The problem is that Raquel’s father doesn’t speak English.  But Pimsleur Castilian Spanish CDs are a blessing.  As of last week, my Spanish was limited to a few phrases I picked up from my restaurant internship 10 years ago, and whatever Dora Spanish my 5 year old took upon herself to teach me.  Not that “necesita la trucha (I need trout),” “rapido, por favor! (quickly, please!)” and “Hola, soy Dora!” aren’t a good start, but I have a lot to learn.  

Will Helen learn enough Spanish in two months?  Will she get a chance to visit a Basque gastronomic society?  You’ll find out in the end of August.

Meanwhile, if you’ve been to the Basque country and have any advice on what to see and where to eat, I am all ears.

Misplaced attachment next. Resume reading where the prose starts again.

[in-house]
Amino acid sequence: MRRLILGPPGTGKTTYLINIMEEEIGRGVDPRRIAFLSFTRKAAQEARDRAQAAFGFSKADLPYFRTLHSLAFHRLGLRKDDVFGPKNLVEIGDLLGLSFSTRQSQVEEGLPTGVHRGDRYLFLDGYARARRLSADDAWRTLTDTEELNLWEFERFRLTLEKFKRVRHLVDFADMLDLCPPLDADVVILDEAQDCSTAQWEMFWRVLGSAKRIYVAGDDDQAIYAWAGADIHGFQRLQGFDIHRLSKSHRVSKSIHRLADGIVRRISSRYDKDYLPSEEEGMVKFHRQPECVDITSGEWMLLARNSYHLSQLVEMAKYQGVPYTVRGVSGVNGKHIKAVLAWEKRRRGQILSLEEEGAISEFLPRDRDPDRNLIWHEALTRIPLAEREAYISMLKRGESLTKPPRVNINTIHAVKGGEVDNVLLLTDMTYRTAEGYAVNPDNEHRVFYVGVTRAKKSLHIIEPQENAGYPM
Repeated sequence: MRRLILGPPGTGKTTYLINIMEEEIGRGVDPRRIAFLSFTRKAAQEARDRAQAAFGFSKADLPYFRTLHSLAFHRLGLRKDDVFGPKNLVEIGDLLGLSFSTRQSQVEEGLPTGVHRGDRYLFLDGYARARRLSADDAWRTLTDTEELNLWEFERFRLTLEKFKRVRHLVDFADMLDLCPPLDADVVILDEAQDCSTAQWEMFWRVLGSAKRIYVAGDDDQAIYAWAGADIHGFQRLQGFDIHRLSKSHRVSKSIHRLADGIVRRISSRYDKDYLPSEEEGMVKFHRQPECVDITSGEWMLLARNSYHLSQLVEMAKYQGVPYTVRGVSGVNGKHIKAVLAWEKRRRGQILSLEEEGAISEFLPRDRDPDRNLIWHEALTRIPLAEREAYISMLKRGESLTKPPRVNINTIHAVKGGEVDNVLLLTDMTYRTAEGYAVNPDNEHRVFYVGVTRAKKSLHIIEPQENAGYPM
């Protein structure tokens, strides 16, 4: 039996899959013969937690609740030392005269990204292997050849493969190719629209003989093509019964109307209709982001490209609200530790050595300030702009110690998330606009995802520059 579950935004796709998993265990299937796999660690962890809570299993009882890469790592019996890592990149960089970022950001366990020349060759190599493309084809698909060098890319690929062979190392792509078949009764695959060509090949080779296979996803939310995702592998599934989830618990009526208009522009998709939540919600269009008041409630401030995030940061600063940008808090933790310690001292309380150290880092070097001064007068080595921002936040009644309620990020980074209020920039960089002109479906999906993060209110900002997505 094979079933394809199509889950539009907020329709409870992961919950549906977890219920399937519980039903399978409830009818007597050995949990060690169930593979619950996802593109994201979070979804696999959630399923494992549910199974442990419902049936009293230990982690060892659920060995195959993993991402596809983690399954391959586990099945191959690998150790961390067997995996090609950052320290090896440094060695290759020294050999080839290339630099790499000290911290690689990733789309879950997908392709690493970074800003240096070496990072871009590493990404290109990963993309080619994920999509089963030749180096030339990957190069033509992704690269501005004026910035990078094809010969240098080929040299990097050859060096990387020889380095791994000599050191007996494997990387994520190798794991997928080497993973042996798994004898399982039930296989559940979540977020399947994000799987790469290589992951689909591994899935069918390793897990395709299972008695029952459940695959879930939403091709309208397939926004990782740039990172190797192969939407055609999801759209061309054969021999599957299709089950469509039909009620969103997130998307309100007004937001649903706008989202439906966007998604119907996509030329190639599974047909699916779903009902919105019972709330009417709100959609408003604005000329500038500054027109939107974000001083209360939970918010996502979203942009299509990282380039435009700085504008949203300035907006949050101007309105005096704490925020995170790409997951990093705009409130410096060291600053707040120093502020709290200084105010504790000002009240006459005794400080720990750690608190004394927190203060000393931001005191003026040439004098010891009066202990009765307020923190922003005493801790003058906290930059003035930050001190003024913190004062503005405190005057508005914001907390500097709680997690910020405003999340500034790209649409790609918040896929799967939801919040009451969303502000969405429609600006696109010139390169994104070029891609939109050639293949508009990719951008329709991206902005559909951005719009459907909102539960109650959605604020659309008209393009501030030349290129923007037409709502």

grahams said...

Back in 2007 some friends were getting married in Pamplona (where the bride was born) and we decided to make it a vacation. So we spent the days surrounding the wedding in Pamplona and then set out on a tour of the Basque region. We drove up to San Sebastian for a night (because we hadn't planned in advance we were only able to stay one night as the San Sebastian Film Festival was about to begin and all the lodging was booked), then up into Bayonne, France for a night, through the Pyrenees for a few days and ultimately back in Pamplona to catch our flight home.

While it's been long enough I'm having trouble remembering restaurant names, the food on the trip was amazing and you're going to love it.

Some other highlights:

* Hiking up the hill to the closed (abandoned?) amusement park in San Sebastian and enjoying the views.
* Spending a night in Roncesvalles, which is an amazing little that almost entirely to service pilgrims walking the Camino de Santiago de Compostela and it was also the setting of the Song of Roland. We ended up renting an apartmento for the night as it was such a pretty town. And, strangely, the greatest tap water I've ever had.